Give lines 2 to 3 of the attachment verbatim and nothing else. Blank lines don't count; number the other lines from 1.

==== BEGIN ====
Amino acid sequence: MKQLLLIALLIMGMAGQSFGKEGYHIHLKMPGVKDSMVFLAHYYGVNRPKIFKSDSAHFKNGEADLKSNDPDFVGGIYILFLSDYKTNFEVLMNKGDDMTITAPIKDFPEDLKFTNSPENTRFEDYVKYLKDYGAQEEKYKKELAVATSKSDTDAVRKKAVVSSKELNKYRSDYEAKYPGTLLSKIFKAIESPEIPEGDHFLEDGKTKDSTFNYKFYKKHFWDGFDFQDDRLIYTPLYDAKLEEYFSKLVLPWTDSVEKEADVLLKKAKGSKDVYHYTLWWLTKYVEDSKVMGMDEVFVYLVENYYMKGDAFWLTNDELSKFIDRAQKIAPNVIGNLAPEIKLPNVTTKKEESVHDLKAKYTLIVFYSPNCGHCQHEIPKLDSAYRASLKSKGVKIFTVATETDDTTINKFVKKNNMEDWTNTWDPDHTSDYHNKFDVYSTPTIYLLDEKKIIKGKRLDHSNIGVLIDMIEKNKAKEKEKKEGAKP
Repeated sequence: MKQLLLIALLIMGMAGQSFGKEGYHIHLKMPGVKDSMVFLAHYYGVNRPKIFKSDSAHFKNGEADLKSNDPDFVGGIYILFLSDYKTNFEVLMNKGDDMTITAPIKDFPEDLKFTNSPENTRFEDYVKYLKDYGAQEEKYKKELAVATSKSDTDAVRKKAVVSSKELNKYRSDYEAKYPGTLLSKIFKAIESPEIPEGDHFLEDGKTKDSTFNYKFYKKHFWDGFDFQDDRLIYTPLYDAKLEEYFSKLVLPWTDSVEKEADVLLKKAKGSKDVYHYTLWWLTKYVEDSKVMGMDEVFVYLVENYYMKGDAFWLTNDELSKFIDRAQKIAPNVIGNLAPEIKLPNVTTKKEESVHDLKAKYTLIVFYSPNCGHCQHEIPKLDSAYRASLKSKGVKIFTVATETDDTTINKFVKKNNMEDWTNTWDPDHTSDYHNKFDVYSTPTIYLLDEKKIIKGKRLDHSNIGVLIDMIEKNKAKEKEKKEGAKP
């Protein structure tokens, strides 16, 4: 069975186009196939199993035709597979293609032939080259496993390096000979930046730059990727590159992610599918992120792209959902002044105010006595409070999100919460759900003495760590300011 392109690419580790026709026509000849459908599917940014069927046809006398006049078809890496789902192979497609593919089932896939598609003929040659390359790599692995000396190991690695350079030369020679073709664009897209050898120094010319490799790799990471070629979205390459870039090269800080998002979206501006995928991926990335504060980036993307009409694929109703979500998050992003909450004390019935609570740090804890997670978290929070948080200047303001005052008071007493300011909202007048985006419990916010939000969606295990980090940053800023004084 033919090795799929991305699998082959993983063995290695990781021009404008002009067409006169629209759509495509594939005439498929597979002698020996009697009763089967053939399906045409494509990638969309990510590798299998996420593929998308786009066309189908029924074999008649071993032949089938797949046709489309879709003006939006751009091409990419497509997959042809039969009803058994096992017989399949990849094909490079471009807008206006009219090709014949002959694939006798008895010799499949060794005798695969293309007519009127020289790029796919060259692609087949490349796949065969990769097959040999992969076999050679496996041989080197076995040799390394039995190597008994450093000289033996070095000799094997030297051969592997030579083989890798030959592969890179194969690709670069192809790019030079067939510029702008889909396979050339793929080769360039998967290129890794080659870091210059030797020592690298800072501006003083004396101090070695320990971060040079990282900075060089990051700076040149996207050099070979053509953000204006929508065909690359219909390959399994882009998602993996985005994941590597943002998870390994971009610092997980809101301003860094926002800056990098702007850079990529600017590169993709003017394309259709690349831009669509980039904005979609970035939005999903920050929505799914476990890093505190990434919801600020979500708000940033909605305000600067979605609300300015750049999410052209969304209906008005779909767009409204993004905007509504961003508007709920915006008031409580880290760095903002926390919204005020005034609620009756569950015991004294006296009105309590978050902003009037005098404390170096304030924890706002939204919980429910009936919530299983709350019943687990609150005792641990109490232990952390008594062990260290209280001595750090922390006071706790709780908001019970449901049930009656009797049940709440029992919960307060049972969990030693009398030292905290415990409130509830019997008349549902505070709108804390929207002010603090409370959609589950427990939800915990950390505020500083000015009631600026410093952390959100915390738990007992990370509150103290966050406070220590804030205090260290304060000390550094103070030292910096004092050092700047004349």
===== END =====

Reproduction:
Repeated sequence: MKQLLLIALLIMGMAGQSFGKEGYHIHLKMPGVKDSMVFLAHYYGVNRPKIFKSDSAHFKNGEADLKSNDPDFVGGIYILFLSDYKTNFEVLMNKGDDMTITAPIKDFPEDLKFTNSPENTRFEDYVKYLKDYGAQEEKYKKELAVATSKSDTDAVRKKAVVSSKELNKYRSDYEAKYPGTLLSKIFKAIESPEIPEGDHFLEDGKTKDSTFNYKFYKKHFWDGFDFQDDRLIYTPLYDAKLEEYFSKLVLPWTDSVEKEADVLLKKAKGSKDVYHYTLWWLTKYVEDSKVMGMDEVFVYLVENYYMKGDAFWLTNDELSKFIDRAQKIAPNVIGNLAPEIKLPNVTTKKEESVHDLKAKYTLIVFYSPNCGHCQHEIPKLDSAYRASLKSKGVKIFTVATETDDTTINKFVKKNNMEDWTNTWDPDHTSDYHNKFDVYSTPTIYLLDEKKIIKGKRLDHSNIGVLIDMIEKNKAKEKEKKEGAKP
């Protein structure tokens, strides 16, 4: 069975186009196939199993035709597979293609032939080259496993390096000979930046730059990727590159992610599918992120792209959902002044105010006595409070999100919460759900003495760590300011 392109690419580790026709026509000849459908599917940014069927046809006398006049078809890496789902192979497609593919089932896939598609003929040659390359790599692995000396190991690695350079030369020679073709664009897209050898120094010319490799790799990471070629979205390459870039090269800080998002979206501006995928991926990335504060980036993307009409694929109703979500998050992003909450004390019935609570740090804890997670978290929070948080200047303001005052008071007493300011909202007048985006419990916010939000969606295990980090940053800023004084 033919090795799929991305699998082959993983063995290695990781021009404008002009067409006169629209759509495509594939005439498929597979002698020996009697009763089967053939399906045409494509990638969309990510590798299998996420593929998308786009066309189908029924074999008649071993032949089938797949046709489309879709003006939006751009091409990419497509997959042809039969009803058994096992017989399949990849094909490079471009807008206006009219090709014949002959694939006798008895010799499949060794005798695969293309007519009127020289790029796919060259692609087949490349796949065969990769097959040999992969076999050679496996041989080197076995040799390394039995190597008994450093000289033996070095000799094997030297051969592997030579083989890798030959592969890179194969690709670069192809790019030079067939510029702008889909396979050339793929080769360039998967290129890794080659870091210059030797020592690298800072501006003083004396101090070695320990971060040079990282900075060089990051700076040149996207050099070979053509953000204006929508065909690359219909390959399994882009998602993996985005994941590597943002998870390994971009610092997980809101301003860094926002800056990098702007850079990529600017590169993709003017394309259709690349831009669509980039904005979609970035939005999903920050929505799914476990890093505190990434919801600020979500708000940033909605305000600067979605609300300015750049999410052209969304209906008005779909767009409204993004905007509504961003508007709920915006008031409580880290760095903002926390919204005020005034609620009756569950015991004294006296009105309590978050902003009037005098404390170096304030924890706002939204919980429910009936919530299983709350019943687990609150005792641990109490232990952390008594062990260290209280001595750090922390006071706790709780908001019970449901049930009656009797049940709440029992919960307060049972969990030693009398030292905290415990409130509830019997008349549902505070709108804390929207002010603090409370959609589950427990939800915990950390505020500083000015009631600026410093952390959100915390738990007992990370509150103290966050406070220590804030205090260290304060000390550094103070030292910096004092050092700047004349």